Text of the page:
servicepattern_calendar = tibble(date = dates) %>% left_join(calendar, by = "date")
  
  # all normal dates without holidays
  calendar_normal = servicepattern_calendar %>% filter(is.na(holiday))
  
  # create a frequency table for all calendar dates without holidays
  weekday_freq = sort(table(calendar_normal$weekday), decreasing = T)
  n_weekdays = length(weekday_freq)
  
  # all holidays that are not covered by normal weekdays anyways
  calendar_holidays <- servicepattern_calendar %>% filter(!is.na(holiday)) %>% filter(!(weekday %in% names(weekday_freq)))

  if(n_weekdays == 7) {
    pattern_name = "Every day"
  }
  # Single day service
  else if(n_weekdays == 1) {
    wd = names(weekday_freq)[1]
    # while paste0(weekday, "s") is easier, this solution can be used for other languages
    pattern_name = c("Sunday"  = "Sundays", 
        "Monday"    = "Mondays", 
        "Tuesday"   = "Tuesdays", 
        "Wednesday" = "Wednesdays",
        "Thursday"  = "Thursdays",  
        "Friday"    = "Fridays",  
        "Saturday"  = "Saturdays")[wd]
  } 
  # Weekday Service
  else if(n_weekdays == 5 && 
      length(intersect(names(weekday_freq), 
        c("Monday", "Tuesday", "Wednesday", "Thursday", "Friday"))) == 5) {
    pattern_name = "Weekdays"
  }
  # Weekend
  else if(n_weekdays == 2 && 
      length(intersect(names(weekday_freq), c("Saturday", "Sunday"))) == 2) {
    pattern_name = "Weekends"
  }
  # Multiple weekdays that appear regularly
  else if(n_weekdays >= 2 && (max(weekday_freq) - min(weekday_freq)) <= 1) {
    wd = names(weekday_freq)
    ordered_wd = wd[order(match(wd, c("Monday", "Tuesday", "Wednesday", "Thursday", "Friday", "Saturday", "Sunday")))]
    pattern_name = paste(ordered_wd, collapse = ", ")
  } 
  # default
  else {
    pattern_name = paste(weekday_freq, names(weekday_freq), sep = "x ", collapse = ", ")
  }
  
  # add holidays
  if(nrow(calendar_holidays) > 0) {
    pattern_name <- paste0(pattern_name, " and ", paste(calendar_holidays$holiday, collapse = ", "))
  }
  
  pattern_name <- paste0(pattern_name, " (", min(dates), " - ", max(dates), ")") 

  return(pattern_name)
}

We’ll apply this function to our service patterns and create a table with ids and names.

servicepattern_names = gtfs$.$date_servicepattern_table %>%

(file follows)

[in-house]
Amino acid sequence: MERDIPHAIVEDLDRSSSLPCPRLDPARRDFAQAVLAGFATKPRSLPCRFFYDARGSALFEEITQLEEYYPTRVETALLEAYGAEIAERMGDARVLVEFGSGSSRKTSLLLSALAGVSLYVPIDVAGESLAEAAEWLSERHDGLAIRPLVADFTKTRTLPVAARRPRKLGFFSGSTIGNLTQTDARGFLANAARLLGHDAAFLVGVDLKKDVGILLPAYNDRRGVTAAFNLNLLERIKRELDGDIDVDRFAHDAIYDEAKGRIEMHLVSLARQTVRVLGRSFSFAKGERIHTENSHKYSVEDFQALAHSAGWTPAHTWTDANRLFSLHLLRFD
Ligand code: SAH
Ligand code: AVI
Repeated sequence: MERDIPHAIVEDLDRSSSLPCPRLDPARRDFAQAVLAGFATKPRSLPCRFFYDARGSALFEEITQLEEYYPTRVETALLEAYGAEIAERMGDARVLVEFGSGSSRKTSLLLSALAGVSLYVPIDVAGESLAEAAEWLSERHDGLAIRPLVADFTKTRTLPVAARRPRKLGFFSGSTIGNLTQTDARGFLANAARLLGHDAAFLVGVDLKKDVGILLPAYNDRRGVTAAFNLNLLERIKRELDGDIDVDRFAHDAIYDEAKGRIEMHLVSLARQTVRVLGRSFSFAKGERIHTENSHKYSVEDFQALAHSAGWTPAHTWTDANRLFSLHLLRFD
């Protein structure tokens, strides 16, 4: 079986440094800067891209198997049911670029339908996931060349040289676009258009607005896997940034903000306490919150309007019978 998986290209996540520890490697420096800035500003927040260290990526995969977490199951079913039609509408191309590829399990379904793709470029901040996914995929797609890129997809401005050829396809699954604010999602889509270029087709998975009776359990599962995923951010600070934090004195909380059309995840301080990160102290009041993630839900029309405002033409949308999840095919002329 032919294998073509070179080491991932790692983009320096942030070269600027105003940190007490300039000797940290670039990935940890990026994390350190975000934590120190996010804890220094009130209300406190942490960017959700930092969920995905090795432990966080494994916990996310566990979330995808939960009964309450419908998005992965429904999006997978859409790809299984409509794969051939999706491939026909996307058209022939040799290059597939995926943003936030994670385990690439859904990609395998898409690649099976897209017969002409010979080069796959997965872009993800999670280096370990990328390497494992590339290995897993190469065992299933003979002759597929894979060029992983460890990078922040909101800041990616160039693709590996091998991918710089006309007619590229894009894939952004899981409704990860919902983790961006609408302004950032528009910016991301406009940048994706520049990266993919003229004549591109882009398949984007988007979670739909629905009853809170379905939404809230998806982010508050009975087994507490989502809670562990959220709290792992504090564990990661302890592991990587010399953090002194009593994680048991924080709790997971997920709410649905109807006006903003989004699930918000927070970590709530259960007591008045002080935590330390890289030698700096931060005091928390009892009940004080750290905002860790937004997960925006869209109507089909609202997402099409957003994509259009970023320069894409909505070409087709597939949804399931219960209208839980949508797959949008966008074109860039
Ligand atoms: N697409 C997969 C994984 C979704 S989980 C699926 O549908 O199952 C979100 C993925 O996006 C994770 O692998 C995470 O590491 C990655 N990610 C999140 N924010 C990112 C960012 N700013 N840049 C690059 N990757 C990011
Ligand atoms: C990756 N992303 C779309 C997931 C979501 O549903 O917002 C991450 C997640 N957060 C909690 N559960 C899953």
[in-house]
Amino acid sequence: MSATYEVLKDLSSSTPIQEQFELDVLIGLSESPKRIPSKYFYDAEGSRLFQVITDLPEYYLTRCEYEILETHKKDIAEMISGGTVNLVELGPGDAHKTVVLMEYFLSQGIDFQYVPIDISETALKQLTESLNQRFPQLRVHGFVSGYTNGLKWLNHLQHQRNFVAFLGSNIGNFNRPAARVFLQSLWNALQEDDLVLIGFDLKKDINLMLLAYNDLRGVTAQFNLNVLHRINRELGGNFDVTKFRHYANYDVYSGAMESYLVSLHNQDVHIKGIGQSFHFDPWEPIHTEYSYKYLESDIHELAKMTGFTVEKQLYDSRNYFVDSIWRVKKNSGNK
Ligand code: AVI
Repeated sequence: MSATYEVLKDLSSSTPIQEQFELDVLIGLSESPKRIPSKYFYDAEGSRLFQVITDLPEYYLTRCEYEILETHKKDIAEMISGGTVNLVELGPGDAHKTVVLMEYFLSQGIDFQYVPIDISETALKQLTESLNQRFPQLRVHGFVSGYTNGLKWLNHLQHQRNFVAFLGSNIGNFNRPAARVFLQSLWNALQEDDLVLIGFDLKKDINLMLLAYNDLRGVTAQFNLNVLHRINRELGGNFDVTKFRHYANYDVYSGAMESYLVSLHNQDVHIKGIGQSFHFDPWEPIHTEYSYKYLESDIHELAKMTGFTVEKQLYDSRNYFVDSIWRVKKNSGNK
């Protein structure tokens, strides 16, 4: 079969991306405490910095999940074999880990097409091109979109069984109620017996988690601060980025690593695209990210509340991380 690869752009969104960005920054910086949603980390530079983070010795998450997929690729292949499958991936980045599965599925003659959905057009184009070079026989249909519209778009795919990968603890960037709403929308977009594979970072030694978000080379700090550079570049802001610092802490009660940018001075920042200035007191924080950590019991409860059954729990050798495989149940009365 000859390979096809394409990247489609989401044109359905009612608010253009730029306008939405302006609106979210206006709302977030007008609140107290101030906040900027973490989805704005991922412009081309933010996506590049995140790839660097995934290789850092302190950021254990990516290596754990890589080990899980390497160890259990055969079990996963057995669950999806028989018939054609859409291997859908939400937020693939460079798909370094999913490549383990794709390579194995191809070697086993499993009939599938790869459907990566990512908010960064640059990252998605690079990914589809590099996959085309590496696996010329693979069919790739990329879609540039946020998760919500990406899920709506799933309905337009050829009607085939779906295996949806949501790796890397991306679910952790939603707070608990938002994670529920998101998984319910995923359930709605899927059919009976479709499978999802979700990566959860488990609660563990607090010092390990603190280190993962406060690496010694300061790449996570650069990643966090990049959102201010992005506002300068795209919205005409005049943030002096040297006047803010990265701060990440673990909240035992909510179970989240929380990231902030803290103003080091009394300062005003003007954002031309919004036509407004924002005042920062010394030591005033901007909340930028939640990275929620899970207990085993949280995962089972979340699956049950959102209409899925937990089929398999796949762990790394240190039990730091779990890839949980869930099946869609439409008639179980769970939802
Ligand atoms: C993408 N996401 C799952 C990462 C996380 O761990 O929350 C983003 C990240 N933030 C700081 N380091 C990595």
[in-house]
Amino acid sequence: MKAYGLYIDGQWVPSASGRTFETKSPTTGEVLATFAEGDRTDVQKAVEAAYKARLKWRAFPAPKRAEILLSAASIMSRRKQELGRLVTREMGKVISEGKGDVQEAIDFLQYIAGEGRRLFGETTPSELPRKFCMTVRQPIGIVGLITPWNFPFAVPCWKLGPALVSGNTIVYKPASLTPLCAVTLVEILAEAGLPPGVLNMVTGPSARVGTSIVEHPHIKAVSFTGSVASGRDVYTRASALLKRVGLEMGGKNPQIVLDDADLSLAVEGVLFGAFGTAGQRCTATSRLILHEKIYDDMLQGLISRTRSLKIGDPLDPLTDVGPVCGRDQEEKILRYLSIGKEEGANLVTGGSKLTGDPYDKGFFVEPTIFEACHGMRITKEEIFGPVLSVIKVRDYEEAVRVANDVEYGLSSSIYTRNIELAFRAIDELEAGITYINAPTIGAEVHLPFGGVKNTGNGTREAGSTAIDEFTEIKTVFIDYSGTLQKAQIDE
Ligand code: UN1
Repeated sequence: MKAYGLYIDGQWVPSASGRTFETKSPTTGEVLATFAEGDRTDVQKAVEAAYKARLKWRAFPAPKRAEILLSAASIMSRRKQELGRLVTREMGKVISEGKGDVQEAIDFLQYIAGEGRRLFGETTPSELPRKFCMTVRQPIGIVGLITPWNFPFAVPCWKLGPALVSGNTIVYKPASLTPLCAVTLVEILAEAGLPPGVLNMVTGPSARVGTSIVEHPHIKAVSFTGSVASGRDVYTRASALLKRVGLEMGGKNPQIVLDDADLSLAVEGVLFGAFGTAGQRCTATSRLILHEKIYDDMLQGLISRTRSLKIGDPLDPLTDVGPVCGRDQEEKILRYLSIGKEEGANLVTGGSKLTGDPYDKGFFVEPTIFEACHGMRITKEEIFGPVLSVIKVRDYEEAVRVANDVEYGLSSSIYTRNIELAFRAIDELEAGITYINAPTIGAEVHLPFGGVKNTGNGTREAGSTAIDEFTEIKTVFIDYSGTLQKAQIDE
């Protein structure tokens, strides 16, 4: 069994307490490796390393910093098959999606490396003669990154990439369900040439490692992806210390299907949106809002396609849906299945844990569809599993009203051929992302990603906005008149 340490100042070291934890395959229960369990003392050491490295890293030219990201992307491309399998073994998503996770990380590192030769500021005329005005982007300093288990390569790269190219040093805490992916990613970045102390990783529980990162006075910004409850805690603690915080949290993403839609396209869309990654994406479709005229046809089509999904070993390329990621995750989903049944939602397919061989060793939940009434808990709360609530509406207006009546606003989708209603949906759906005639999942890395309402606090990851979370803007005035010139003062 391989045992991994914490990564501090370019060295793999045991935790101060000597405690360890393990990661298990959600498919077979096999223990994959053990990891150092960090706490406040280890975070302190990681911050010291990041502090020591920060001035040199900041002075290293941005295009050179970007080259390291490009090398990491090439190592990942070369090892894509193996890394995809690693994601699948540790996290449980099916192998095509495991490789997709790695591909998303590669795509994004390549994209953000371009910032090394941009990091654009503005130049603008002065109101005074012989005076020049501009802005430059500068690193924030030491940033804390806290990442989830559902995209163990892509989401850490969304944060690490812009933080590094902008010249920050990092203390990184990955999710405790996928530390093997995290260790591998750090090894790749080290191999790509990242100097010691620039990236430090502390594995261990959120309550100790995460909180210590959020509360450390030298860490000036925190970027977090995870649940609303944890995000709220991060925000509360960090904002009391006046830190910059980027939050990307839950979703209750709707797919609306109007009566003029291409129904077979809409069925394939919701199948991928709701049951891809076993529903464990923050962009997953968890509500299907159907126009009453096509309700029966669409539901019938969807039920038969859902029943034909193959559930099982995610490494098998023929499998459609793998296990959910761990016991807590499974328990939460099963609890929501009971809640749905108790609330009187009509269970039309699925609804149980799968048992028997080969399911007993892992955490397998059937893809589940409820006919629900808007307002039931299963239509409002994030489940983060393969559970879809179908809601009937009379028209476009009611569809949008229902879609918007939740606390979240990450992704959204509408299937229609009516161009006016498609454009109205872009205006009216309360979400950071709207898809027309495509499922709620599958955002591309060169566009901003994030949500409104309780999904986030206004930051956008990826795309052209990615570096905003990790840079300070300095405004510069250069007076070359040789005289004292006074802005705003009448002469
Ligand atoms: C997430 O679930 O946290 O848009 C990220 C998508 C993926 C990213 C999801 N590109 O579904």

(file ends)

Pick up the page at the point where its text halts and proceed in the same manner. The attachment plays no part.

group_by(servicepattern_id) %>% summarise(
    servicepattern_name = suggest_servicepattern_name(date, calendar)
  )

print(servicepattern_names)
## # A tibble: 7 x 2
##   servicepattern_id servicepattern_name                                    
##   <chr>             <chr>                                                  
## 1 s_128de43         Sundays (2018-06-24 - 2018-09-30)                      
## 2 s_498c8ac         Tuesday, Wednesday, Thursday, Friday (2018-06-26 - 201…
## 3 s_a4c6b26         Sundays and Labor Day (2018-06-24 - 2018-10-28)        
## 4 s_c578d4a         Saturdays and Independence Day (2018-06-30 - 2018-11-0…
## 5 s_d7d9701         Weekdays (2018-06-25 - 2018-10-05)                     
## 6 s_e25d6ca         Weekdays (2018-06-25 - 2018-11-02)                     
## 7 s_f3bcc6f         Saturdays (2018-06-30 - 2018-10-06)

Visualise services

Plot calendar for each service pattern

We can plot the service pattern like a calendar to visualise the different patterns. The original services can be plotted similarly (given it’s not too many) by using date_service_table and service_id.

dates = gtfs$.$date_servicepattern_table
dates$wday <- lubridate::wday(dates$date, label = T, abbr = T, week_start = 7)
dates$week_nr <- lubridate::week(dates$date)

dates <- dates %>% group_by(week_nr) %>% summarise(week_first_date = min(date)) %>% right_join(dates, by = "week_nr")

week_labels = dates %>% select(week_nr, week_first_date) %>% unique()

ggplot(dates) + theme_bw() +
  geom_tile(aes(x = wday, y = week_nr), color = "#747474") +
  scale_x_discrete(drop = F) +
  scale_y_continuous(trans = "reverse", labels = week_labels$week_first_date, breaks = week_labels$week_nr) +
  theme(legend.position = "bottom", axis.text.x = element_text(angle = 90, hjust = 1)) +
  labs(x = NULL, y = "Date of Sundays") +
  facet_wrap(~servicepattern_id, nrow = 1)

Plot number of trips per day as calendar

We can plot the number of trips for each day as a calendar heat map.

trips_servicepattern = left_join(select(gtfs$trips, trip_id, service_id), gtfs$.$service_pattern, by = "service_id")
trip_dates = left_join(gtfs$.$date_servicepattern_table, trips_servicepattern, by = "servicepattern_id")

trip_dates_count = trip_dates %>% group_by(date) %>% summarise(count = dplyr::n()) 
trip_dates_count$weekday <- lubridate::wday(trip_dates_count$date, label = T, abbr = T, week_start = 7)
trip_dates_count$day_of_month <- lubridate::day(trip_dates_count$date)
trip_dates_count$first_day_of_month <- lubridate::wday(trip_dates_count$date - trip_dates_count$day_of_month,  week_start = 7)
trip_dates_count$week_of_month <- ceiling((trip_dates_count$day_of_month - as.numeric(trip_dates_count$weekday) - trip_dates_count$first_day_of_month) / 7)
trip_dates_count$month <- lubridate::month(trip_dates_count$date, label = T, abbr = F)

ggplot(trip_dates_count, aes(x = weekday, y = -week_of_month)) + theme_bw() +
  geom_tile(aes(fill = count, colour = "grey50")) +
  geom_text(aes(label = day_of_month), size = 3, colour = "grey20") +
  facet_wrap(~month, ncol = 3) +
  scale_fill_gradient(low = "cornsilk1", high = "DarkOrange", na.value="white")+
    scale_color_manual(guide = F, values = "grey50") +
  theme(axis.text.y = element_blank(), axis.ticks.y = element_blank()) +
  theme(panel.grid = element_blank()) +
  labs(x = NULL, y = NULL, fill = "# trips") +
  coord_fixed()